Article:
Shock probation and split sentencing generally refer to a sentence for a term of years, but after a brief period served, the offender is released to serve the remainder of the sentence on probation.
While these terms refer to basically the same outcome (some jail, some community) and are often used interchangeably, they are actually very different.
In shock probation, the convicted offender is originally sentenced to jail and then after 30, 60, or 90 days appears before the judge to be "re-sentenced" to probation. It is presumed that this brief time in prison would "shock" the offender into changing his or her criminal behavior. In other words, a small taste of prison could have as much a curative effect as the actual full dose.
In split sentencing, no additional appearance before the judge is necessary since probation is part of the original sentence.
Kentucky Law provides for both felony and misdemeanor convictions to be eligible for Shock Probation including violent offenders and sex offenders.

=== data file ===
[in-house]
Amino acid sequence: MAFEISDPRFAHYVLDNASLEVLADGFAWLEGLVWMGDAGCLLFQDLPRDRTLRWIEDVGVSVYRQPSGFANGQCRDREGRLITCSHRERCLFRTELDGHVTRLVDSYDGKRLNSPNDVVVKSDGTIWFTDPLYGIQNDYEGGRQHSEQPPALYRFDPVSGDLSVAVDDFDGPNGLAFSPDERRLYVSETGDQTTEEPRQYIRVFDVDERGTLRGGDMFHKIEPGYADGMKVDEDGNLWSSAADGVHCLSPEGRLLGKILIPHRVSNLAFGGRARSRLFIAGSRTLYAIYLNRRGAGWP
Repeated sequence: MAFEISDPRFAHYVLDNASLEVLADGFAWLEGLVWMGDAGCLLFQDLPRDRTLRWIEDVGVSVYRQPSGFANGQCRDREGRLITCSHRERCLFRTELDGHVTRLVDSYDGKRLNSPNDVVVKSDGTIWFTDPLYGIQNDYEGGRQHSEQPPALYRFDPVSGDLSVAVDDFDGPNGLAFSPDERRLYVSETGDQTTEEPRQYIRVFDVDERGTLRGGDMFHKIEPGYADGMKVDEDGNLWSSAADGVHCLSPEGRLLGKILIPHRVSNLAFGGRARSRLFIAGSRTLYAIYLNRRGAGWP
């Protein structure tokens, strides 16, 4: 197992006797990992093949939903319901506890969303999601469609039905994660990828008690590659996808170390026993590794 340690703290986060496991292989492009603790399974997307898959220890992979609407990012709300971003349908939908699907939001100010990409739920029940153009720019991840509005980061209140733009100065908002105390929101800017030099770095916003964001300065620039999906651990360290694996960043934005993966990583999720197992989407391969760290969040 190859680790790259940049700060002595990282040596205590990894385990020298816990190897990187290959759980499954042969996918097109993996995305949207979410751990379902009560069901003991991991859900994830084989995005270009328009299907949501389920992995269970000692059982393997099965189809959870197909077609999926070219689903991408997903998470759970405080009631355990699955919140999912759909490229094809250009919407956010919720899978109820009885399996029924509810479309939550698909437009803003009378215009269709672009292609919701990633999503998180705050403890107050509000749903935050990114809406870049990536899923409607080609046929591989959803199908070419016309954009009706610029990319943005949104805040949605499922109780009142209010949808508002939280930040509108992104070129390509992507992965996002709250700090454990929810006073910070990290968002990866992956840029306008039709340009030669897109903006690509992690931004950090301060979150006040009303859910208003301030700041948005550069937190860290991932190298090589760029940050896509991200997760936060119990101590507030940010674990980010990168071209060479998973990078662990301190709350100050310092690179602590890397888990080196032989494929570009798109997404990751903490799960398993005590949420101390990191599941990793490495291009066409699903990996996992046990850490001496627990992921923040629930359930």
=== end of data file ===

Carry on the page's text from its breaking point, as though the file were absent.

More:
See Kentucky Laws: Shock Probation in Felony Conviction and Shock Probation in Misdemeanor Conviction
Judicial Release in Ohio
Back in 1965, Ohio became one of the first of 14 states to enact the early release program known as "Shock Probation" which is now referred to as Judicial Release.
Only certain offenders are eligible for Judicial Release. If an offender, for instance, is serving a mandatory term of prison, he or she must first complete the mandatory term before becoming eligible. Other considerations include the type of crime the offender was convicted of, and the date when the offender began serving the sentence.
Contact the Law offices of Lisa Wenzel to see if you or a loved one is eligible for shock probation, split sentencing, or judicial release.
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